2. Each attorney then explores the risks of each side’s legal position. This makes the law understandable for the managers who are already experienced with SWOT to strategically analyze business weaknesses.
  3. Next, each attorney describes the practical consequences of going to court if an agreement is not reached. Often, this is a description of the costs to attempt to reach a favorable ruling.

This systematic legal conversation could have provided the She-Hulk with an opportunity to share with her opposing counsel a cooperative, rather than an adversarial, view of the legal reality facing her client and Tony Stark. Such a cooperative view would have helped her client and Tony find a mutually favorable outcome.

Second, Discuss the Business Issues

After the managers understand the legal realities facing their companies, they discuss their business realities. Depending on the relationship between the parties, this discussion can take many forms, as mangers explain their business situation to each other. For the She-Hulk, her client could have explained to Tony Stark that she was in possession of additional repulsor technology from her deceased husband, and that she would like to license the trade secrets to Stark Industries, which could have significantly benefited Iron Man.

Third, Discuss the Technology

In patent mediation, it is not enough to understand the legal and business realities. Everyone should also understand the realities around the technology. To do that, technologists from both companies meet together to understand the technologies as presented in the patent disclosure and as implemented in the alleged infringement. In the She-Hulk’s case, there was a lot to understand around the repulsor technology that technologists could have clarified.

Negotiate Based on Understanding

After these three discussions have occurred, the parties can negotiate together to find a resolution. Of course, this patent mediation process is significantly longer than a two-minute chat that the She-Hulk had anticipated. While the process may appear time consuming, it could have avoided her client’s courtroom confrontation and empowered her client to determine beneficial settlement proposals.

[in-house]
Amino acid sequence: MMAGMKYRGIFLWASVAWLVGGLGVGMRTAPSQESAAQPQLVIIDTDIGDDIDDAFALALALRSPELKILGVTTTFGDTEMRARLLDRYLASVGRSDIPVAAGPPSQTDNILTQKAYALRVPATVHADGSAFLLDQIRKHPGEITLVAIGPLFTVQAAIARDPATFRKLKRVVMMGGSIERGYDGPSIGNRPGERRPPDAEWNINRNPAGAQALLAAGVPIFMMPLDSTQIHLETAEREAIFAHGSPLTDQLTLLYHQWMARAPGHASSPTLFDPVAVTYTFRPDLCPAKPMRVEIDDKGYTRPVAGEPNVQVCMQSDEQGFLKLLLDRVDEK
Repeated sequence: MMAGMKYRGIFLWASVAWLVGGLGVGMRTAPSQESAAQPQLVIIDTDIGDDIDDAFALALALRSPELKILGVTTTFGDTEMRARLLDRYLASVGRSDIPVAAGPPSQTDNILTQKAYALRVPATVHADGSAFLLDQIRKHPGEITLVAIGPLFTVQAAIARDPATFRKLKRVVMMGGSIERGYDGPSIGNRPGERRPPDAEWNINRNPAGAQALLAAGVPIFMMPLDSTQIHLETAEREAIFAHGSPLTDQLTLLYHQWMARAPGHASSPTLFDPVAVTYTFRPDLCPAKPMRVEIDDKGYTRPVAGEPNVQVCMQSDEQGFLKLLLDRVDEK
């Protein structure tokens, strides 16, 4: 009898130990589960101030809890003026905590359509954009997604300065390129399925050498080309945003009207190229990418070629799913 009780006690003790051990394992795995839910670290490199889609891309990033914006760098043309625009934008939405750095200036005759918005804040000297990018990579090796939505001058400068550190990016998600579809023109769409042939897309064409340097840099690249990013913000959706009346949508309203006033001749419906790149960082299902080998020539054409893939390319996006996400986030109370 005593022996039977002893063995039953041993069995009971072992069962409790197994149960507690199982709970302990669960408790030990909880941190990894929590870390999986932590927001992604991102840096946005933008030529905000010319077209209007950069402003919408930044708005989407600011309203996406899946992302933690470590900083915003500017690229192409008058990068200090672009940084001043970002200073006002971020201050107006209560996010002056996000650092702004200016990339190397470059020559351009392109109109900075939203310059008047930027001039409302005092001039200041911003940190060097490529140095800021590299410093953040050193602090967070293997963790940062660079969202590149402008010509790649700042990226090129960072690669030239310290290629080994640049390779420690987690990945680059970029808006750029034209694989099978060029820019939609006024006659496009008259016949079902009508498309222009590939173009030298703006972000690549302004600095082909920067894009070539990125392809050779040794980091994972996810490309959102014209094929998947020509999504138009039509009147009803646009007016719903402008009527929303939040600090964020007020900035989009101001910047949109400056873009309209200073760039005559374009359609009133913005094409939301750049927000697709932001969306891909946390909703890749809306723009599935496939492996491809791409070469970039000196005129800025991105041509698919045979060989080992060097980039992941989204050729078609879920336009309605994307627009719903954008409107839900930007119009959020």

Calm the Rage

Patent litigation is hard on everyone, even for someone as tough as the She-Hulk. Before getting too entangled in such a clash, it is prudent to try to reach an agreement through patent mediation as early as possible. But even with early mediation, both plaintiffs and defendants may feel Hulk-like rage at the patent enforcement process. Please remember that while patent litigation is often a grueling course of action to have a patent case decided, our patent system has historically been a world-class empowerment of citizens from all walks of life to be inventors. According to Marshall Phelps, a former VP at Microsoft:

The world’s first democratized patent system bequeathed to us by our Founders was the crucial engine that powered our industrial growth in the nineteenth century and made us the preeminent economic super power that we are today.

Speaking of our country’s Founders, in the next blog post we’ll look at a Founder’s own ravaging encounter with alleged patent infringement. His name? None other than Thomas Jefferson.